Market losses result in $1.55-million deficit for General Synod

Treasurer and CFO Amal Attia presents the finance report to General Synod. Photo: Jim Tubman
Published July 10, 2023

Investment losses from last year’s global market decline left the church’s national office with a budget deficit of $1.55 million at the end of 2022, a financial statement released to General Synod shows.

The deficit occurred despite an operational surplus of $346,000. Total revenue for General Synod in 2022 was $9.75 million, down by more than $37,900 from the previous year. Expenses were $9.40 million, or $882,000 higher than last year.

In the financial management committee’s report to General Synod June 30, treasurer and CFO Amal Attia said investment losses, however, made “that surplus a deficit and that is as a result of the nosedive that the entire investment portfolio [took] for everybody.” Investment losses of $1.77 million and a $250,000 provision for potential legal settlements left the budget awash in red ink, despite more than $123,000 in undesignated legacies. Market losses from unrealized investments, Attia added, were “not anything in our control.”

Stock and other investment markets around the world experienced declines in 2022 due to a number of factors going back to the economic recession that followed the COVID-19 pandemic, which later resulted in soaring inflation and global supply chain problems. Russia’s invasion of Ukraine in February 2022 also caused selloffs in many financial markets.

A key reason for the increase in expenses, Attia said, was the resumption of travel by General Synod staff as the pandemic eased.

Last year’s financial results stand in stark contrast to those for 2021, when an operational surplus of more than $1.26 million combined with investment income of $2.53 million for a total budget surplus of more than $4.36 million, the statement shows.

Attia described the $250,000 provision for legal settlements as a “precautionary measure” in light of the fact that, as detailed in notes to the consolidated financial statements, General Synod is a “defendant or co-defendant with several dioceses in a number of legal claims.” While potential liability with respect to the claims cannot be determined, the notes add, General Synod “believes it has good defenses to these claims or adequate insurance coverage for any successful claims.”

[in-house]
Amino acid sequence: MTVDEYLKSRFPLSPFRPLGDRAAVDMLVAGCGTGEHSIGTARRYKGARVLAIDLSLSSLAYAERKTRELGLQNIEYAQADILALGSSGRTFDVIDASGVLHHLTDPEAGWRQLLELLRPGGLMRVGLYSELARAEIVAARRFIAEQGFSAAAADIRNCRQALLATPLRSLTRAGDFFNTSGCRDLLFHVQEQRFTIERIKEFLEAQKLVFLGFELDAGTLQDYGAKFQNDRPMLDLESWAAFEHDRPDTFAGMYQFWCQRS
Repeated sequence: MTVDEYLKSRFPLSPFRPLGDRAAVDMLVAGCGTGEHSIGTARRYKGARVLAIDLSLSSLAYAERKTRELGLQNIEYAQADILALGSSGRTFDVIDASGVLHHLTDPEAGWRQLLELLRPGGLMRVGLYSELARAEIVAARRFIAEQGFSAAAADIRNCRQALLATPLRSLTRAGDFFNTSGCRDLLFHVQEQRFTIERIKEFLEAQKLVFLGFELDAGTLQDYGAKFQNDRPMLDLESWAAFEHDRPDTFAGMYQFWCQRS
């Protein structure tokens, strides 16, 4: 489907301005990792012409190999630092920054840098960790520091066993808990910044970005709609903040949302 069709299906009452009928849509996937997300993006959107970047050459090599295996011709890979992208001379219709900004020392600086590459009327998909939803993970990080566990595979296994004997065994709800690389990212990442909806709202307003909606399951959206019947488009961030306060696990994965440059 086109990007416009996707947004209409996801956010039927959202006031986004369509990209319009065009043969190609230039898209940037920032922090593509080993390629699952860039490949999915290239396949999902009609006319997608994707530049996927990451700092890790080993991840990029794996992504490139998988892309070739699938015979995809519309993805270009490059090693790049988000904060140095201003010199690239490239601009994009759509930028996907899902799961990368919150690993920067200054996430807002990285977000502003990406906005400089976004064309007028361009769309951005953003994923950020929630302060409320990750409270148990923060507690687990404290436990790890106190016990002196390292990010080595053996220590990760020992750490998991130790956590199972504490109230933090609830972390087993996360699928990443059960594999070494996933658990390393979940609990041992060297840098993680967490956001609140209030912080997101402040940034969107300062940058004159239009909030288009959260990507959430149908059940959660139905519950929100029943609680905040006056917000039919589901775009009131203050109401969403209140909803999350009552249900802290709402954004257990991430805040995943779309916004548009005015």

In discussion that followed Attia’s presentation to General Synod, Archbishop David Edwards of the diocese of Fredericton expressed concerns about investment in rental properties mentioned in the committee’s report. Edwards said that real estate investment trusts can cause problems in the housing market, the effects of which are felt particularly among those with lower incomes.

“Often lower-income people fall out at the bottom of the housing market and become unhoused, so I have a concern around that,” Edwards said. “Yes, it’s a good investment, maybe. But what have we put in place to make sure that it’s not exploitative in any way?”

Attia said she had confirmed with Connor, Clark and Lunn Private Capital—the firm that manages General Synod’s investment portfolio—that General Synod is not investing in housing but rather commercial building, which she said “has been giving a very rewarding return on rentals.”

“We are not buying at all any of those buildings,” Attia added. “We are holding shares in a big portfolio of assets of commercial [building] … mainly here in Calgary. I made that inquiry and I made sure that we are safe. It’s not housing at all.”

Resolutions to approve the audited consolidated financial statements of General Synod and the General Synod Consolidated Trust Fund for the fiscal year ending Dec. 31, 2022 both carried.


  • Matthew Puddister

    Matthew Puddister is a staff writer for the Anglican Journal. Most recently, Puddister worked as corporate communicator for the Anglican Church of Canada, a position he held since Dec. 1, 2014. He previously served as a city reporter for the Prince Albert Daily Herald. A former resident of Kingston, Ont., Puddister has a degree in English literature from Queen’s University and a master’s degree in journalism from the University of Western Ontario. He also supports General Synod's corporate communications.

    [email protected]

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